A team of recovery experts is on a race against time to save World War II era aircraft resting off the shore of Chicago in Lake Michigan. The team says marine life, corrosion and naval bureaucracy are taking a toll on the underwater treasures.
“We’re keeping track of how much damage the environment is doing to these aircraft. At some point, they’ll crumble. They will just crumble,” said Taras Lyssenko of A & T Recovery.
It may be hard to visualize for most people born after 1945, but thousands of naval aircraft filled the skies above Chicago as the nation trained pilots to fight the Japanese Empire during World War II. According to the Naval History and Heritage Command, about 15,000 pilots trained to take-off and land on two makeshift aircraft carriers on Lake Michigan between 1942 and 1945.
“Without the carriers on Lake Michigan and the support of the community, the Navy would not have been able to train the pilots,” said NHHC historian Hill Goodspeed.
The Navy considered Lake Michigan ideal for training its carrier pilots. It was situated in the middle of the United States, far from enemy submarines patrolling the eastern and western seaboards.
“Along the east coast all the way from New England to New Orleans to the ports of Texas, our ships were being sunk at an unprecedented rate,” said Dr. Joe Troiani, a retired Navy commander.
But not every practice take-off and landing on Lake Michigan was a success. There were 128 losses and more than 200 accidents. A total of eight pilots were killed, according to the NHHC.
The NHHC website said six of the crashed aircraft were recovered from the lake during the war. The others remained underwater for decades until the NHHC granted Lyssenko and his team permission to recover several dozen aircraft beginning in 1987.
Many of the recovered aircraft were restored and put on display in museums across the country.
“We do this because it’s our way of showing the present and future generations what the men and the women of the greatest generation did to preserve our liberty and freedom,” Lyssenko said.
Lyssenko recently published The Great Navy Birds of Lake Michigan, a book about his team’s experiences in recovering the aircraft.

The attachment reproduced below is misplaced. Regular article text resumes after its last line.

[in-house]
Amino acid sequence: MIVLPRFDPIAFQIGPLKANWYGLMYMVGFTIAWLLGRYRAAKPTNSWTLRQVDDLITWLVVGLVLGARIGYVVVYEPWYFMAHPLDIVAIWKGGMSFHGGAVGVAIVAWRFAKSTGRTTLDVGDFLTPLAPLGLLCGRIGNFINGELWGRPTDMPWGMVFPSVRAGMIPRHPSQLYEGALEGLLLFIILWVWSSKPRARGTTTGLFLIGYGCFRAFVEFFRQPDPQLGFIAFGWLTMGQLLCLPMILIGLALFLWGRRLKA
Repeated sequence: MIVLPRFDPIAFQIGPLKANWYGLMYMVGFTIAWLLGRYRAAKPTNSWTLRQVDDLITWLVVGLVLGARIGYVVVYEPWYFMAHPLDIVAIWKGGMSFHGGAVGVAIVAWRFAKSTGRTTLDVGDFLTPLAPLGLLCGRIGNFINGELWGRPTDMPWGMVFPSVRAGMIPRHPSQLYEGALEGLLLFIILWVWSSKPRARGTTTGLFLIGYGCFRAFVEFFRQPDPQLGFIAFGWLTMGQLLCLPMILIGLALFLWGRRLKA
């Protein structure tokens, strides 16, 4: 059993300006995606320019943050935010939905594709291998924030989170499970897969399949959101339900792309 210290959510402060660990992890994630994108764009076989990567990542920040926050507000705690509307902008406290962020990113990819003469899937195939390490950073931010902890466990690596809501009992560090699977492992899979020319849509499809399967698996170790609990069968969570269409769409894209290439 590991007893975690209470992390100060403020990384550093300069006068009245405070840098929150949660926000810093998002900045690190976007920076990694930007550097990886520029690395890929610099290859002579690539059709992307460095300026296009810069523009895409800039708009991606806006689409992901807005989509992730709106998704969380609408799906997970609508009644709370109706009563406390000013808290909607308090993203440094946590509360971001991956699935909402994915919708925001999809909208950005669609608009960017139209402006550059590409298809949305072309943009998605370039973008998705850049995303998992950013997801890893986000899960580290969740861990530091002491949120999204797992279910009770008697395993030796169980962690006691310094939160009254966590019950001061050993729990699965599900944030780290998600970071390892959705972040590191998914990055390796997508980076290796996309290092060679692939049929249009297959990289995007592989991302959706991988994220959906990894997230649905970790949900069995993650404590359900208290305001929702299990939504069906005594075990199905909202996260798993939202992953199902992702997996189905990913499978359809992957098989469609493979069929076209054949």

It’s estimated that about seventy aircraft remain in Lake Michigan. Lyssenko told NBC 5 Investigates several more planes are worth recovering, due to their educational value.
“They’re not protected sitting on the bottom of Lake Michigan,” Lyssenko said.
Quagga mussels, which are invasive to the lake, are destroying what is left of the airframes of the remaining aircraft.
Lyssenko said he has put together a recovery and funding plan for an SBD Dauntless Dive Bomber that is located about seven miles of the Chicago shoreline. The dive bomber in question participated in Operation Torch in the early stages of America’s involvement in World War 2, before it was sent to Chicago to be used to train pilots. According to Lyssenko, the pilot was attempting to land aboard a carrier in 1943 when he crashed in to the lake. The pilot survived and later served on the USS Yorktown before becoming a doctor after the war.
“What we think is it should be used as a display as it is on the (lake) bottom and then educate about marine environments and biological damage being done by invasive species,” Lyssenko said.
However, Lyssenko said NHHC archaeologists have obstructed his efforts to recover planes in recent years. A & T Recovery’s last recovery of a WWII era aircraft from the lake happened in 2012.
“We have to spend exorbitant amounts of money making these people happy,” Lyssenko said. “It’s just created a halt.”
The NHHC said it wants to expend its efforts on planes that have a particular tie to a historic person or event. A NHHC archaeologist also told NBC 5 Investigates that planes needs to be left for future generations to discover.
But the decision to recover remaining underwater aircraft is ultimately up to the NHHC director, Admiral Sam Cox.
Cox said he would like to see 5 or 6 more planes recovered from Lake Michigan, including a Dauntless dive bomber. Cox said the challenge is putting together a funding plan. But he would be willing to invest his staff members’ time if a plan is in place.
“Even if that specific Dauntless didn’t have a battle record, it is the same type of aircraft that won the most decisive victory in U. S. Navy history and I would proudly put it front and center in the National Museum of the U. S. Navy,” Cox said.
Troiani, the retired Navy commander, estimates the remaining planes have several years before their airframes are completely deteriorated.